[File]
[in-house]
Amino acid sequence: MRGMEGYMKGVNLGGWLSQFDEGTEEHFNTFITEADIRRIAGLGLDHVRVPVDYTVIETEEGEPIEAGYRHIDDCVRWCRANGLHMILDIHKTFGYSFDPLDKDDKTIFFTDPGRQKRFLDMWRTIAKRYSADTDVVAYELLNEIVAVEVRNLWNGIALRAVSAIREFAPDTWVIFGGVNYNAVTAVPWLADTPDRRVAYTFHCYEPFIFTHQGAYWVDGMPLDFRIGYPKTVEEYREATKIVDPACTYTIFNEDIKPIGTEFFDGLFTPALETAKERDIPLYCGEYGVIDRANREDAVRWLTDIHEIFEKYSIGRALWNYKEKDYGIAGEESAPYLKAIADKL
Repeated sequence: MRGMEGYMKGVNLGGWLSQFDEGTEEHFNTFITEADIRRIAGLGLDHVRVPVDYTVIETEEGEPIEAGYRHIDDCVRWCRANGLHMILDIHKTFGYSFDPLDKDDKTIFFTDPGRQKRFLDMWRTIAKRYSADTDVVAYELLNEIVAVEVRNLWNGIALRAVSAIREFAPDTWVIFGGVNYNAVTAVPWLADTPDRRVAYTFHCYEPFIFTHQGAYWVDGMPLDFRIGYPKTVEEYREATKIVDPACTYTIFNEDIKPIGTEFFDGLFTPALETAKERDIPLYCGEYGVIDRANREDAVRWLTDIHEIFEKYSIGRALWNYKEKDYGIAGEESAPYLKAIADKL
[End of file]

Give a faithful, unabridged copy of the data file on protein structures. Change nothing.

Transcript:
[in-house]
Amino acid sequence: MRGMEGYMKGVNLGGWLSQFDEGTEEHFNTFITEADIRRIAGLGLDHVRVPVDYTVIETEEGEPIEAGYRHIDDCVRWCRANGLHMILDIHKTFGYSFDPLDKDDKTIFFTDPGRQKRFLDMWRTIAKRYSADTDVVAYELLNEIVAVEVRNLWNGIALRAVSAIREFAPDTWVIFGGVNYNAVTAVPWLADTPDRRVAYTFHCYEPFIFTHQGAYWVDGMPLDFRIGYPKTVEEYREATKIVDPACTYTIFNEDIKPIGTEFFDGLFTPALETAKERDIPLYCGEYGVIDRANREDAVRWLTDIHEIFEKYSIGRALWNYKEKDYGIAGEESAPYLKAIADKL
Repeated sequence: MRGMEGYMKGVNLGGWLSQFDEGTEEHFNTFITEADIRRIAGLGLDHVRVPVDYTVIETEEGEPIEAGYRHIDDCVRWCRANGLHMILDIHKTFGYSFDPLDKDDKTIFFTDPGRQKRFLDMWRTIAKRYSADTDVVAYELLNEIVAVEVRNLWNGIALRAVSAIREFAPDTWVIFGGVNYNAVTAVPWLADTPDRRVAYTFHCYEPFIFTHQGAYWVDGMPLDFRIGYPKTVEEYREATKIVDPACTYTIFNEDIKPIGTEFFDGLFTPALETAKERDIPLYCGEYGVIDRANREDAVRWLTDIHEIFEKYSIGRALWNYKEKDYGIAGEESAPYLKAIADKL